basic issues in philosophy are concrete problems.
Philosophical inquiry begins with questions arising directly from human
experience, on social or individual levels.
is based on the ancient view that emotional, moral and other problems
are of a philosophical nature. Conversation with a professional
philosopher can clarify a client’s personal problems and transform
them into resourceful aspects of his or her life.
a client may bring to a philosophical counsellor
include: moral dilemmas; experience of illness; troubled
relationships’ conflicts from his or her past; professional crises;
confidence crises; or less defined experiences such as depression,
anxiety, despair. Topics may also include foundational questions about
the meaning of life, God, freedom, death.
is also a professional academic philosopher who is experienced in the
study of such topics from a great variety of historical and contemporary
perspectives. Because personal problems are of a philosophical nature, a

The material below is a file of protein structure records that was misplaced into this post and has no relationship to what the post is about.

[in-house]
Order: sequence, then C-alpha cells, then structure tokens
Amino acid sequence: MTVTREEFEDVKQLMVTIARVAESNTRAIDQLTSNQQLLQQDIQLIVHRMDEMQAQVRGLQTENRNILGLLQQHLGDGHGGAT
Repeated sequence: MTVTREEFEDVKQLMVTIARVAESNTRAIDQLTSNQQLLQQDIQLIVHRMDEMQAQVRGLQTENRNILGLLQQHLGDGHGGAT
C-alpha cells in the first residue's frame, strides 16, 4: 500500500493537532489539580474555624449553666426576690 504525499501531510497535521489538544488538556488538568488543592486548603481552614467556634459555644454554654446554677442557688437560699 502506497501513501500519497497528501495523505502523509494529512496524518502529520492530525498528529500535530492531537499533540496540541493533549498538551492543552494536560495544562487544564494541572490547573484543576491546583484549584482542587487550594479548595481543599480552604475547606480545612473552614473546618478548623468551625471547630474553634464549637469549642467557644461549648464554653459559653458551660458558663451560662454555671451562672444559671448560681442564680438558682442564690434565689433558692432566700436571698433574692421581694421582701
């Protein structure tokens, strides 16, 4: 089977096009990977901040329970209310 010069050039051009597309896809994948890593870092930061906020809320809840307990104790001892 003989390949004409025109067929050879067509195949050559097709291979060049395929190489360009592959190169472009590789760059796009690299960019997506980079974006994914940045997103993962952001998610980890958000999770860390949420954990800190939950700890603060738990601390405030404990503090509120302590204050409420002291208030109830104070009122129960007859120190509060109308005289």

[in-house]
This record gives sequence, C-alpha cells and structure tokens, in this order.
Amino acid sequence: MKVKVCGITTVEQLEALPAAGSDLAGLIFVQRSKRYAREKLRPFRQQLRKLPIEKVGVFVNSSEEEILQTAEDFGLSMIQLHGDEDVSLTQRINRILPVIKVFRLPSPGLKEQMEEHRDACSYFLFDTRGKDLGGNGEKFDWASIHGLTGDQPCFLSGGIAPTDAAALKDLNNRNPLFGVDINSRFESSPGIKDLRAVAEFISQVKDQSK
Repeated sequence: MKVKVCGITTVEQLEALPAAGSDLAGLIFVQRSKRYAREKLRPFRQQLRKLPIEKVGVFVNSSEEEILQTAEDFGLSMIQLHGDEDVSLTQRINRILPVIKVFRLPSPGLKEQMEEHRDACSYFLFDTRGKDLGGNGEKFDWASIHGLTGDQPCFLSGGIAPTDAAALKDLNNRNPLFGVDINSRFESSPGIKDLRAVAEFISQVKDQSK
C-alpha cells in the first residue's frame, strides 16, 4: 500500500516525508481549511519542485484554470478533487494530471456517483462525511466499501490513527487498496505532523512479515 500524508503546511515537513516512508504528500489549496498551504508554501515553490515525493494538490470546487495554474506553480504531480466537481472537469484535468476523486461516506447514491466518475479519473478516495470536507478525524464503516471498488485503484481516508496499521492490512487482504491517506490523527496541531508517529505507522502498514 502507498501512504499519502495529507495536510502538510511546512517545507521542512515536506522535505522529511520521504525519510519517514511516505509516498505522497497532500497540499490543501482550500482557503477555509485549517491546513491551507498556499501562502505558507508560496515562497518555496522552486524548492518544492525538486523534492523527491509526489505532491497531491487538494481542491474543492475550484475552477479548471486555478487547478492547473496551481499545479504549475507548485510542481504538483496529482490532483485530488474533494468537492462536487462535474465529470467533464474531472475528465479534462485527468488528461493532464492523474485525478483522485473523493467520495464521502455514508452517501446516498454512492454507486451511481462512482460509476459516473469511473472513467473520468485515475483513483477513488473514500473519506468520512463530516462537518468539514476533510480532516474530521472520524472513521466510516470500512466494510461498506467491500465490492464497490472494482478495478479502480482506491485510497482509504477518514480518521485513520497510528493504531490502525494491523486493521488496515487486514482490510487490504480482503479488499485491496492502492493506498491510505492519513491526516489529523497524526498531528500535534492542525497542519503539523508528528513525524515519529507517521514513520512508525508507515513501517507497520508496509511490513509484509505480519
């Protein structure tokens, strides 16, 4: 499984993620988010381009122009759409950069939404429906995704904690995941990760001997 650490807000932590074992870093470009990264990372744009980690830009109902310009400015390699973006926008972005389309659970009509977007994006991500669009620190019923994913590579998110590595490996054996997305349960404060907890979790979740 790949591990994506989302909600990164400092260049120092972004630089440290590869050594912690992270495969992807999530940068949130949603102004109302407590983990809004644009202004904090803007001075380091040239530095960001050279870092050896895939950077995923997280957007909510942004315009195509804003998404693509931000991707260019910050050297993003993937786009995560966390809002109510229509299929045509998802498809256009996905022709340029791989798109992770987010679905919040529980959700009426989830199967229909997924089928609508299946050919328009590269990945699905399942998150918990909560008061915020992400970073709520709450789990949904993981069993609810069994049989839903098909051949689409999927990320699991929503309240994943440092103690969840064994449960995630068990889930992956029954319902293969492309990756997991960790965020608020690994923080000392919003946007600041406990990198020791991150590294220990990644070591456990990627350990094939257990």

philosophical counsellor is committed to philosophy primarily as an
activity arising directly from lived experience.
is dialogue about unique individual experiences.
Philosopher and client engage together in a search for the philosophical
ideas most illuminating and useful for the client. In consequence
personal difficulties may be transformed from hostile to empowering
forces, whether or not they can be entirely resolved.
of a philosophical idea or method emerges from a client’s situation,
not from the counsellor's
theoretical or personal convictions.
of philosophical counselling
does not depend on a client’s formal education. The attitude of
inquiry and the goal to make sense of one’s experience are sufficient.
counselling is therapeutic because it aims to enliven and
empower a person. It does not work through diagnosis and treatment;
rather it is a supplement or alternative to psychotherapy. A
philosophical counsellor may, in some situations, refer a client to a
psychotherapist or psychiatrist; equally, a psychotherapist or a
psychiatrist may refer a client to a philosophical counsellor. Different
areas of expertise may thus be conjoined for the benefit of a client.
counselling typically involves a fee set in advance by the counsellor.
This may or may not depend on the means of the client. Client and counsellor
determine the frequency and number of sessions. For many counsellors, the
first session is free.
philosophical counsellor is committed to strict confidentiality.
of Petra von Morstein,
board member and Emeritus Professor of Philosophy at the University of